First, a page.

WTO Trade On Hold Till Incumbent LeavesAs if being responsible for the Iraq war isn't enough, George Bush gets another kick in the groin.
World trade talks aimed at lifting millions out of poverty and dismantling tariffs across the globe are unlikely to be revived until a new president is in the White House, experts said.
A failure by the US and India to agree on how developing countries can raise tariffs on agricultural imports was at the heart of the breakdown of nine days of emergency talks at the World Trade Organisation (WTO) late on Tuesday.
Pascal Lamy, the director general of the WTO, admitted yesterday that the "dust will need to settle" and urged members to come up with new solutions that will breathe new life into the talks.
However, with no date yet set for another meeting, many of the key negotiators are likely to have left the top table by the time the US - a key player in the talks - has a new leader. America's own trade representative, Susan Schwab, is set to leave in January, Peter Mandelson's time as European Trade Commissioner ends in November and Kamal Nath, India's commerce minister, departs in May.
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Stephen Lewis, an economist at Monument Securities, said that "some WTO members are indicating that discussions will resume, but it seems unrealistic to expect much progress ahead of the inauguration of the new US President".
While those involved in the intense negotiations reacted with dismay and alarm to the collapse, many economists were sceptical that the breakdown would have any immediate impact on the level of trade and the health of the world economy.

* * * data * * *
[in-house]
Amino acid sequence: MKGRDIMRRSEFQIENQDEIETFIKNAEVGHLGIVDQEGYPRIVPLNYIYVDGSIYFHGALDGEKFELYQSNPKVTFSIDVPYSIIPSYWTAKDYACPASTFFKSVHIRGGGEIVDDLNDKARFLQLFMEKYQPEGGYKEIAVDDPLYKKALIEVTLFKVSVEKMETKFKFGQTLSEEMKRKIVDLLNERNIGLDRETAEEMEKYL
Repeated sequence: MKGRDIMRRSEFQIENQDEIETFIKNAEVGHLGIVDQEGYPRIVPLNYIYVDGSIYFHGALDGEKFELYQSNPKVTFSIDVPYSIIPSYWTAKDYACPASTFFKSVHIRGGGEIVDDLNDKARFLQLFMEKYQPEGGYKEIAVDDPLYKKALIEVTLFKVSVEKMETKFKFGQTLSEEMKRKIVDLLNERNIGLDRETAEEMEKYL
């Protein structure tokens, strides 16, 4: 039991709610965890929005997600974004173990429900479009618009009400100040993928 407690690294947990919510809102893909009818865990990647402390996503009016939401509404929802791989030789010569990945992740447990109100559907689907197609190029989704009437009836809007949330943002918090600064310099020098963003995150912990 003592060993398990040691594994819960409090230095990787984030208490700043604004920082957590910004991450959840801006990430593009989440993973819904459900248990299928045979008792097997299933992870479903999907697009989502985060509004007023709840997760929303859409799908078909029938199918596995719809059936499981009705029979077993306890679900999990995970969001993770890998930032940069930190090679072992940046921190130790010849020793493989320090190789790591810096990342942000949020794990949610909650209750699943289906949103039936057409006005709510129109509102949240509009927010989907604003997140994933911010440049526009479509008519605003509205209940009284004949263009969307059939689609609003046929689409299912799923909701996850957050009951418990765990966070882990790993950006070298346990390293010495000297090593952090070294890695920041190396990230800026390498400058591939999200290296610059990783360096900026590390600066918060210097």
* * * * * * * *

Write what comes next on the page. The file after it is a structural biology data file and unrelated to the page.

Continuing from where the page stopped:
The WTO already expects that the growth in the volume of world trade will ease to 4.5pc this year from an average of 6pc a year over the past decade but pinned the blame on the crisis in financial markets rather than the world's existing tariff system.
As the talks headed into their final sessions, agreement had been reached on 18 items of a 20-point agenda, but the stumbling block came when the US could not agree with India and China on 'safeguard clauses'. They were mechanisms that would have allowed poorer nations to slap emergency tariffs on imports if they suddenly jumped to unmanageable levels. The US accused India and China of trying to shield their markets from foreign competition.
And while Keith Rockwell, a spokesman for the WTO, said that all the organisation's members yesterday had expressed a willingness to build on the progress, the blame game among the key negotiators suggests they may not be reassembling soon.
China's Commerce Minister, Chen Deming, claimed that failure would add to "a world economic downturn, serious inflation and imminent financial risks".
Ms Schwab argued that the US was not prepared to sign up to a mechanism that "could be abused and set back the trading system for decades".
CBI director-general Richard Lambert put the blame at India's door and described it as "a lost opportunity for the global economy".
"The deal that was on the table offered promise for developing and developed countries alike," he said.
The crumbling of the talks after seven years may spur a wave of bilateral negotiations between countries. Since the Uruguay round of talks finished in 1994, the number of bilateral free-trade acts has more than doubled from 84 and the WTO expects it to hit 400 within two years.
"If Doha doesn't work, bilateral deals matter even more," said Jagdish Bhagwati of the Council on Foreign Relations.